logging  over the inet domain sockets will of course expose a system to
       risks outside of programs or individuals on the local machine.

       There are a number of methods of protecting a machine:

       1.     Implement kernel firewalling to limit which  hosts  or  networks
              have access to the 514/UDP socket.

       2.     Logging  can  be  directed to an isolated or non-root filesystem
              which, if filled, will not impair the machine.

       3.     The ext2 filesystem can be used which can be configured to limit
              a  certain  percentage  of  a  filesystem to usage by root only.
              NOTE that this will require rsyslogd to be  run  as  a  non-root
              process.   ALSO  NOTE  that  this  will  prevent usage of remote
              logging since rsyslogd will be unable to  bind  to  the  514/UDP
              socket.

       4.     Disabling  inet  domain  sockets  will  limit  risk to the local
              machine.

       5.     Use step 4 and if the problem persists and is not secondary to a
              rogue  program/daemon  get  a 3.5 ft (approx. 1 meter) length of
              sucker rod* and have a chat with the user in question.

              Sucker rod def. — 3/4, 7/8 or  1in.  hardened  steel  rod,  male
              threaded  on  each  end.   Primary  use  in  the oil industry in
              Western North Dakota and other locations to pump ’suck’ oil from
              oil  wells.   Secondary  uses are for the construction of cattle
              feed lots and for dealing with the  occasional  recalcitrant  or
              belligerent individual.

   Message replay and spoofing
       If  remote  logging  is  enabled,  messages  can  easily be spoofed and
       replayed.  As the messages are transmitted in clear-text,  an  attacker
       might  use  the  information  obtained  from  the packets for malicious
       things. Also, an attacker might reply  recorded  messages  or  spoof  a
       sender’s  IP  address, which could lead to a wrong preception of system
       activity. Be  sure  to  think  about  syslog  network  security  before
       enabling it.

DEBUGGING

       When  debugging is turned on using -d option then rsyslogd will be very
       verbose by writing much of  what  it  does  on  stdout.   Whenever  the
       configuration  file  is  reread  and  re-parsed  you’ll  see a tabular,
       corresponding to the internal data structure.  This tabular consists of
       four fields:

       number This  field  contains  a  serial  number starting by zero.  This
              number represents the position in the  internal  data  structure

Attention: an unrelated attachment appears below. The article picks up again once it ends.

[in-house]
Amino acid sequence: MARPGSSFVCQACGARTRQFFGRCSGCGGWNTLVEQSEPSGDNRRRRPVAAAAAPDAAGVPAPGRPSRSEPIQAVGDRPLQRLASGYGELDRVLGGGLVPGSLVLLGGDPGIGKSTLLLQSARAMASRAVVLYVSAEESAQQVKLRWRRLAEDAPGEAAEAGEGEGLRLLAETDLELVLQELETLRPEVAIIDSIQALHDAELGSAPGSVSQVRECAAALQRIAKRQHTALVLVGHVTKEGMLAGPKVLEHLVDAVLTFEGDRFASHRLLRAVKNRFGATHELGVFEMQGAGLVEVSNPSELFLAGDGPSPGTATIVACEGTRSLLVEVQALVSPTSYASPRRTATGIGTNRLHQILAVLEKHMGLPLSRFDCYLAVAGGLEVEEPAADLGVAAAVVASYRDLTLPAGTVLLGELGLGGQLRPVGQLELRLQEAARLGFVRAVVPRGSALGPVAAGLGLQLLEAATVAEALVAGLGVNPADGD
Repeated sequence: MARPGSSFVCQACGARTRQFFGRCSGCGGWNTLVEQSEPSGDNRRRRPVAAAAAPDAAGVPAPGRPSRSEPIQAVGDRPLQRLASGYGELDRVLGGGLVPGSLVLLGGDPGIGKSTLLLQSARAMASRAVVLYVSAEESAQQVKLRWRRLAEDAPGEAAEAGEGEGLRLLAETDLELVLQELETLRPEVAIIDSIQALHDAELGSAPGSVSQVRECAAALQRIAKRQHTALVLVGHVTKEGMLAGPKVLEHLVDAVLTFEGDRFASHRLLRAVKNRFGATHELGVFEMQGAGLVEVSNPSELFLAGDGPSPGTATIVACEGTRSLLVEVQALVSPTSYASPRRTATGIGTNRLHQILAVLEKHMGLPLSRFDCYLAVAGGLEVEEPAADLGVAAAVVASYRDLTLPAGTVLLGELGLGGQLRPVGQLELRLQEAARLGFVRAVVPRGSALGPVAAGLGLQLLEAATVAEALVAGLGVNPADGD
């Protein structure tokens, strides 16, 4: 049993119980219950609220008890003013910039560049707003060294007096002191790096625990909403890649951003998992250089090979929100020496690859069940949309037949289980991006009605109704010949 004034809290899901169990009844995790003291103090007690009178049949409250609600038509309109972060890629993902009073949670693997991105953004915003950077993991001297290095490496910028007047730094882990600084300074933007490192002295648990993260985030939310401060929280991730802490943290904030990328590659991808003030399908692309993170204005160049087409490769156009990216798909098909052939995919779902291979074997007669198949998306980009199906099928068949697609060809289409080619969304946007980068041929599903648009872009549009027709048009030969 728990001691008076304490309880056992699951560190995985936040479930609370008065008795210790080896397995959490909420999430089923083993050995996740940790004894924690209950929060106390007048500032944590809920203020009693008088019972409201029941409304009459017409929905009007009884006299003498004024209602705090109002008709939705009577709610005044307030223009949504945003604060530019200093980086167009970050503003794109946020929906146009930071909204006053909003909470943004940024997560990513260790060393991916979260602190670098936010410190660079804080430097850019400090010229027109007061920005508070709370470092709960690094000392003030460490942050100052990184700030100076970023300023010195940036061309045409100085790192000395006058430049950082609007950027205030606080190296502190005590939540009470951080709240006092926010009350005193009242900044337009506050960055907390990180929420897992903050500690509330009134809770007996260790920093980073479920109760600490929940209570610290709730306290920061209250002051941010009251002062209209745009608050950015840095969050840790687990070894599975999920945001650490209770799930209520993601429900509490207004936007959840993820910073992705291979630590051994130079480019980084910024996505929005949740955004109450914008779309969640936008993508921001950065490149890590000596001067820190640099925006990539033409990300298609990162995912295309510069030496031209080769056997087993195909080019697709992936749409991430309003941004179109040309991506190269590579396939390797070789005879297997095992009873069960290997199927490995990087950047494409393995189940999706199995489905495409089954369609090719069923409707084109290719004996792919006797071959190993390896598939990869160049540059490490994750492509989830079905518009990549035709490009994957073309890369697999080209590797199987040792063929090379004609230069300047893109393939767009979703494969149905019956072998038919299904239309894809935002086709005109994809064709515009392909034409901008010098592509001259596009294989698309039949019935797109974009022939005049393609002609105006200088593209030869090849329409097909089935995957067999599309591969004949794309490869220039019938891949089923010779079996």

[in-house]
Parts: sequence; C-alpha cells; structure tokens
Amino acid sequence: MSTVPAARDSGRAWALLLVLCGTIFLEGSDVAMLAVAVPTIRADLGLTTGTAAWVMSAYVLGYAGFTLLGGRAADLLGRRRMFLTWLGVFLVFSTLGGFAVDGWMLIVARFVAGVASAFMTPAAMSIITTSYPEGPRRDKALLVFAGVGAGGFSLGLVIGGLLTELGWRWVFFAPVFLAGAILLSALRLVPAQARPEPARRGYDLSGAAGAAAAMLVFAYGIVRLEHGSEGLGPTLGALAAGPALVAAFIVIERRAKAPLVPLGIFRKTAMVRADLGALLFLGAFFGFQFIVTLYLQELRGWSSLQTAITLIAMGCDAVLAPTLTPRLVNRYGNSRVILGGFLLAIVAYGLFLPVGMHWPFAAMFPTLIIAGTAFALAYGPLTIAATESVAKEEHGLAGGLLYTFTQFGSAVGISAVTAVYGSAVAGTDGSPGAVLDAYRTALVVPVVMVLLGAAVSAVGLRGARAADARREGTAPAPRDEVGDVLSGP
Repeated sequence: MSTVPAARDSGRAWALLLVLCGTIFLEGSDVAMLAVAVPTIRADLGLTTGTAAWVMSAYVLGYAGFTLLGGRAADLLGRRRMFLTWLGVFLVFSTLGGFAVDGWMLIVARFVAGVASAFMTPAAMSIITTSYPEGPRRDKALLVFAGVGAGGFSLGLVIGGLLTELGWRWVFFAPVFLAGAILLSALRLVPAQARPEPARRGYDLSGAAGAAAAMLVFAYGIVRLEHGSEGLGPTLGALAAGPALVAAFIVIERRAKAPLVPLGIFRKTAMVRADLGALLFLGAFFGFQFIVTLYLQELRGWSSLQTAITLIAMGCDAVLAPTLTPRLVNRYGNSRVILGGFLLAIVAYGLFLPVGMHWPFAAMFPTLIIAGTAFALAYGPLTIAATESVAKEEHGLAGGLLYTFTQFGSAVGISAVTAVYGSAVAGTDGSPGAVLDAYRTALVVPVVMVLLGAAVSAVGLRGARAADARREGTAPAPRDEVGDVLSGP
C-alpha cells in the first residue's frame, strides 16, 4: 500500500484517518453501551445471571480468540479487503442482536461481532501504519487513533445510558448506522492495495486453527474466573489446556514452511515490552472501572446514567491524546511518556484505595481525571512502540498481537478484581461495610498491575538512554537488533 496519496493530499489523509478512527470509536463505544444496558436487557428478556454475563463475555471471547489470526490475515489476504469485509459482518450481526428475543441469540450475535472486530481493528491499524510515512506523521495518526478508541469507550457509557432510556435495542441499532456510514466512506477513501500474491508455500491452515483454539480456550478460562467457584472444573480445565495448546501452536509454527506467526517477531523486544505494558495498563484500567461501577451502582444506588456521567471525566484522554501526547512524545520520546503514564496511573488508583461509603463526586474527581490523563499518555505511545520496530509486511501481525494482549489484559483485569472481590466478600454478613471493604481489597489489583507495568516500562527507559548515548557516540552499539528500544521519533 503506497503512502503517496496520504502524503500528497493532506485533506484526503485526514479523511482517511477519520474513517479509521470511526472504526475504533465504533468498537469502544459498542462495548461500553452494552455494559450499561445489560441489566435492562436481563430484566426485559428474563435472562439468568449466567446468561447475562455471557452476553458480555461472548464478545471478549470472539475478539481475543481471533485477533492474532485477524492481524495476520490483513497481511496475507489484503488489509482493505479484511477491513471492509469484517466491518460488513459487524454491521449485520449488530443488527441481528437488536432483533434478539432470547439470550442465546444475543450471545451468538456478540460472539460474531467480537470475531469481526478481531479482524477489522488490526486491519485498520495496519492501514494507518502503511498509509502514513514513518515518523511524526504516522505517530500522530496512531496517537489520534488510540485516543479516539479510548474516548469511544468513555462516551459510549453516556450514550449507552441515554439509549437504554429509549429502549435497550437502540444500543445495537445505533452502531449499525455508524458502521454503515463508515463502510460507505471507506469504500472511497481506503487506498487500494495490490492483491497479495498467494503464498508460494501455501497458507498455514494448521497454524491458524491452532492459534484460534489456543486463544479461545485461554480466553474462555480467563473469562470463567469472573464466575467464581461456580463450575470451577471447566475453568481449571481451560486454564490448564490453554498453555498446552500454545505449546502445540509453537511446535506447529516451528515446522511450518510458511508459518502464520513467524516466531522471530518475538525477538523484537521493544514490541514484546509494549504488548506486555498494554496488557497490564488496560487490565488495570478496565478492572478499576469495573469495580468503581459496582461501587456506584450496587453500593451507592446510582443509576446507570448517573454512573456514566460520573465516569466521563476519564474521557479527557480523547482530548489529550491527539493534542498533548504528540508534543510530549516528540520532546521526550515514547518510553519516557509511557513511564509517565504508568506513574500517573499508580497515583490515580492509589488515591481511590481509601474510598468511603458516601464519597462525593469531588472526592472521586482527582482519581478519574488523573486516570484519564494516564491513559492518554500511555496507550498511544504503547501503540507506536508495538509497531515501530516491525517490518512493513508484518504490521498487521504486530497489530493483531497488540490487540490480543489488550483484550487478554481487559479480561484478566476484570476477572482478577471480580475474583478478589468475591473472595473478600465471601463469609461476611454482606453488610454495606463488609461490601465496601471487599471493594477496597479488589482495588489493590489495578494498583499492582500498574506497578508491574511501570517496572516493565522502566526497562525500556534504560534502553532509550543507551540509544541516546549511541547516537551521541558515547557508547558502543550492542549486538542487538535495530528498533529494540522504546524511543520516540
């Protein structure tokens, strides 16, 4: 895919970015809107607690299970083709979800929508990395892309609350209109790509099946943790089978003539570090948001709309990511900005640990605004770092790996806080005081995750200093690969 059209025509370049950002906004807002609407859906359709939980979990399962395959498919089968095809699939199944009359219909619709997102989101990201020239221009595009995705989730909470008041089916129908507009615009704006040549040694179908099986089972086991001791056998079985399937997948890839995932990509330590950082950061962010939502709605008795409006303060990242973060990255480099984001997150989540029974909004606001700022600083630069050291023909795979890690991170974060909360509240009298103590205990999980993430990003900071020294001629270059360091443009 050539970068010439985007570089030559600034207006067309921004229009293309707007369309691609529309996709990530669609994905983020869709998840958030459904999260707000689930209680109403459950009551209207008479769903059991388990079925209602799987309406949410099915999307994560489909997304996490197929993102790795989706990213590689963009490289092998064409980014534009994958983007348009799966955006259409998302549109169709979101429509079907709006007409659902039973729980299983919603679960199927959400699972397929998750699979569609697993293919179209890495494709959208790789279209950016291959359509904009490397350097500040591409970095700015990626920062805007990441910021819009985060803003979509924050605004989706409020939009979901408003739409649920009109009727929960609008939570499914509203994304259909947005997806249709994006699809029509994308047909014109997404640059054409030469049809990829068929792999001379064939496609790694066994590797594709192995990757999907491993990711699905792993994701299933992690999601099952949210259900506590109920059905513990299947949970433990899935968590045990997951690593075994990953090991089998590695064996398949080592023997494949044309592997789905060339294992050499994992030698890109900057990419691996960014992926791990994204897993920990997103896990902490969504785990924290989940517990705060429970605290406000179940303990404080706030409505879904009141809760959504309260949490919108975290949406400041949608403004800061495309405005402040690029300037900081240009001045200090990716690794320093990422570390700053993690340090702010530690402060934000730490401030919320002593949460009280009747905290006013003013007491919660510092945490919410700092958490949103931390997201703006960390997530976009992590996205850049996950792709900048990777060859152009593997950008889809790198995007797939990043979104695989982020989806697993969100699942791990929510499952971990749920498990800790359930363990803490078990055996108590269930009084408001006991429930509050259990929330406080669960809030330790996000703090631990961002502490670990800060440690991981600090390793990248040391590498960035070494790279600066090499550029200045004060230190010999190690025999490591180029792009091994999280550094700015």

(i.e. the array).  If one number is left out then there might be
              an error in the corresponding line in /etc/rsyslog.conf.

       pattern
              This field is  tricky  and  represents  the  internal  structure
              exactly.    Every   column  stands  for  a  facility  (refer  to
              syslog(3)).  As you can see, there  are  still  some  facilities
              left  free  for  former use, only the left most are used.  Every
              field  in  a  column  represents  the   priorities   (refer   to
              syslog(3)).

       action This  field  describes  the  particular  action that takes place
              whenever a message is received that matches the pattern.   Refer
              to the syslog.conf(5) manpage for all possible actions.

       arguments
              This field shows additional arguments to the actions in the last
              field.  For file-logging this is the filename for  the  logfile;
              for  user-logging  this  is  a list of users; for remote logging
              this is the hostname of the machine  to  log  to;  for  console-
              logging  this  is  the used console; for tty-logging this is the
              specified tty; wall has no additional arguments.

          templates
              There will also be a second internal structure which  lists  all
              defined  templates  and there contents. This also enables you to
              see the internally-defined, hardcoded templates.

FILES

       /etc/rsyslog.conf
              Configuration file for rsyslogd.  See rsyslog.conf(5) for  exact
              information.
       /dev/log
              The  Unix  domain socket to from where local syslog messages are
              read.
       /var/run/rsyslogd.pid
              The file containing the process id of rsyslogd.

BUGS

       Please review the file BUGS for up-to-date information  on  known  bugs
       and annouyances.

Further Information

       Please  visit  http://www.rsyslog.com/doc  for  additional information,
       tutorials and a support forum.

SEE ALSO

       rsyslog.conf(5),   logger(1),   syslog(2),   syslog(3),    services(5),
       savelog(8)

COLLABORATORS

       rsyslogd is derived from sysklogd sources, which in turn was taken from
       the    BSD    sources.    Special    thanks    to    Greg     Wettstein
       (greg@wind.enjellic.com)  and  Martin  Schulze  (joey@linux.de) for the
       fine sysklogd package.

       Rainer Gerhards
       Adiscon GmbH
       Grossrinderfeld, Germany
       rgerhards@adiscon.com

       Michael Meckelein
       Adiscon GmbH
       mmeckelein@adiscon.com